Evaluation of the NG-test mcr-1 lateral flow assay and EDTA-colistin broth disk elution methods to detect plasmid-mediated colistin resistance among Gram-negative bacterial isolates

Alexander J. Fenwick, Yehudit Bergman, Shawna Lewis, Rebecca Yee, Anne Catrin Uhlemann, Nicolynn Cole, Peggy Kohner, Carly Ordak, Daniel A. Green, Audrey N. Schuetz, Romney Humphries, Patricia J. Simner

Research output: Contribution to journalArticlepeer-review

Abstract

Plasmid-mediated colistin resistance (PMCR) is a global public health concern, given its ease of transmissibility. The purpose of this study was to evaluate two methods for the detection of PMCR from bacterial colonies: (i) the NG-Test MCR-1 lateral flow immunoassay (LFA; NG Biotech, Guipry, France) and (ii) the EDTA-colistin broth disk elution (EDTA-CBDE) screening test method. These methods were evaluated using a cohort of contemporary, clinical Gram-negative bacillus isolates from 3 U.S. academic medical centers (126 isolates of the Enterobacterales, 50 Pseudomonas aeruginosa isolates, and 50 Acinetobacter species isolates; 1 isolate was mcr positive) and 12 mcr-positive CDC-FDA Antibiotic Resistance (AR) Isolate Bank isolates for which reference broth microdilution colistin susceptibility results were available. Eleven (4.6%) isolates were strongly positive by the MCR-1 LFA, with an additional 8 (3.4%) isolates yielding faintly positive results. The positive percent agreement (PPA) and negative percent agreement (NPA) for MCR-1 detection were 100% and 96.1%, respectively. Upon repeat testing, only a single false-positive MCR-2 producer remained, as the isolates with initially faintly positive results were negative. The EDTA-CBDE screening method had an overall PPA and NPA of 100% and 94.3%, respectively. The NPA for the EDTA-CBDE method was slightly lower at 94.2% with Enterobacterales, whereas it was 96.0% with P. aeruginosa. The MCR-1 LFA and EDTA-CBDE methods are both accurate and user-friendly methods for the detection of PMCR. Despite the rarity of PMCR among clinical isolates in the United States, these methods are valuable tools that may be implemented in public health and clinical microbiology laboratories to further discern the mechanism of resistance among colistin-resistant Gram-negative isolates and to detect PMCR for infection prevention and control purposes.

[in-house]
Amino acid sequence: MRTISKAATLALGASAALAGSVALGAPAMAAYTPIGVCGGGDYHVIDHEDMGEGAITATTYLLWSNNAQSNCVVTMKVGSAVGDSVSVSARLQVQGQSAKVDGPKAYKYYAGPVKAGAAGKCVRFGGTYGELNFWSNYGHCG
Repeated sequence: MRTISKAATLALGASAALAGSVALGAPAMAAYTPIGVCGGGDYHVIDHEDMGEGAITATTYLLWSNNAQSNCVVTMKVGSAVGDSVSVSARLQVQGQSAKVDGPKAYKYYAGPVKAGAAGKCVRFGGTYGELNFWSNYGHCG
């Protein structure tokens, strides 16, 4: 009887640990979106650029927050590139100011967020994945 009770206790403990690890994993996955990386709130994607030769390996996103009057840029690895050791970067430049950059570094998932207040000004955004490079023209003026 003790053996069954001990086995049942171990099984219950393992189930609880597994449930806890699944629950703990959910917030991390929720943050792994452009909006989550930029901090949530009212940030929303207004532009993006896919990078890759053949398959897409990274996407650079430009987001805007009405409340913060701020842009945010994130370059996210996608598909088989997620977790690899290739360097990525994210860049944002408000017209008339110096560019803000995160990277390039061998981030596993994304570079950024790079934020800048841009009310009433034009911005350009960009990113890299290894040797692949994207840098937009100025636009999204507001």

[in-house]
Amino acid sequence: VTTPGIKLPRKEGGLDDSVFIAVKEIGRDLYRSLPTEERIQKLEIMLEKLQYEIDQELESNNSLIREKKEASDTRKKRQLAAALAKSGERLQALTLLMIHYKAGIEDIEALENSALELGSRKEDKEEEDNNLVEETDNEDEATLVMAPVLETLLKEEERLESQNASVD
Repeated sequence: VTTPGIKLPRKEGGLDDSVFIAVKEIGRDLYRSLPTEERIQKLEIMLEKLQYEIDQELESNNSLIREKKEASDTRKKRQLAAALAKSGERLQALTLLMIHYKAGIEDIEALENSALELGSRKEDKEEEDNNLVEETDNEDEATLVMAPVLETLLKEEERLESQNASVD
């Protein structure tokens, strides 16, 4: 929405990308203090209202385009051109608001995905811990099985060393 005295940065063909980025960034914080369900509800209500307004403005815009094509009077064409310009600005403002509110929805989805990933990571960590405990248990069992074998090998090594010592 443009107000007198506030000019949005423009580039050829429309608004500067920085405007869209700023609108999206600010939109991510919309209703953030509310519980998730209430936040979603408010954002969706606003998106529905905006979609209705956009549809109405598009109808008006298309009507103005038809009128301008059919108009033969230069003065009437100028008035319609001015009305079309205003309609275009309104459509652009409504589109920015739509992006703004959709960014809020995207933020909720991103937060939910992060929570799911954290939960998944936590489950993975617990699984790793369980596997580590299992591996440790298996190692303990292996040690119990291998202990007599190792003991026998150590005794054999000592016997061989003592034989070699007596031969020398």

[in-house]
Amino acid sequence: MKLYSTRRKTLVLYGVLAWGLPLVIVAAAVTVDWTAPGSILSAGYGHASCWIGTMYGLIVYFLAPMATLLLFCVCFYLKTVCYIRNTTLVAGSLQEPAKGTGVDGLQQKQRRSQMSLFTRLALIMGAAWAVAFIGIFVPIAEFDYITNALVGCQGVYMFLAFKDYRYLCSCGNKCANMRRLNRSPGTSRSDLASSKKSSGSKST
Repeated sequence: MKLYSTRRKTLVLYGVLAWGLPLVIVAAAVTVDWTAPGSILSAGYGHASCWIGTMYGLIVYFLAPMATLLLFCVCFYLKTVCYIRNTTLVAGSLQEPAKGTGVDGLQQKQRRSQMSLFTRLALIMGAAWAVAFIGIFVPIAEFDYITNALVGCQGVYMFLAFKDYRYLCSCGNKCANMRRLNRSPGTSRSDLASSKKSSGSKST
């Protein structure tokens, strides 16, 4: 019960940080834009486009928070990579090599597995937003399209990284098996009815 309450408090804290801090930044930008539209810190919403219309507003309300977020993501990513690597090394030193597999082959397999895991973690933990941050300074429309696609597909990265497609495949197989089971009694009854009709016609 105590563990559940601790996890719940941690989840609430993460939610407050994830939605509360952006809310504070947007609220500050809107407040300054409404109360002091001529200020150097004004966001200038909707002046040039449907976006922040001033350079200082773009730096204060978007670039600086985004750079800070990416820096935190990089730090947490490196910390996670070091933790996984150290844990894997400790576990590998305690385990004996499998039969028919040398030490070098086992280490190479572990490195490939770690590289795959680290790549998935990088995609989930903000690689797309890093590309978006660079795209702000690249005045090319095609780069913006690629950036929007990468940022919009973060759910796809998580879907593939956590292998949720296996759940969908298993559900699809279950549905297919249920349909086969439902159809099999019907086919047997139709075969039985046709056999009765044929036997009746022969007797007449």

Original languageEnglish (US)
Article numbere01823-19
JournalJournal of clinical microbiology
Volume58
Issue number4
DOIs
StatePublished - 2020

Keywords

  • Colistin
  • MCR
  • Methods
  • Plasmid-mediated

ASJC Scopus subject areas

  • Microbiology (medical)

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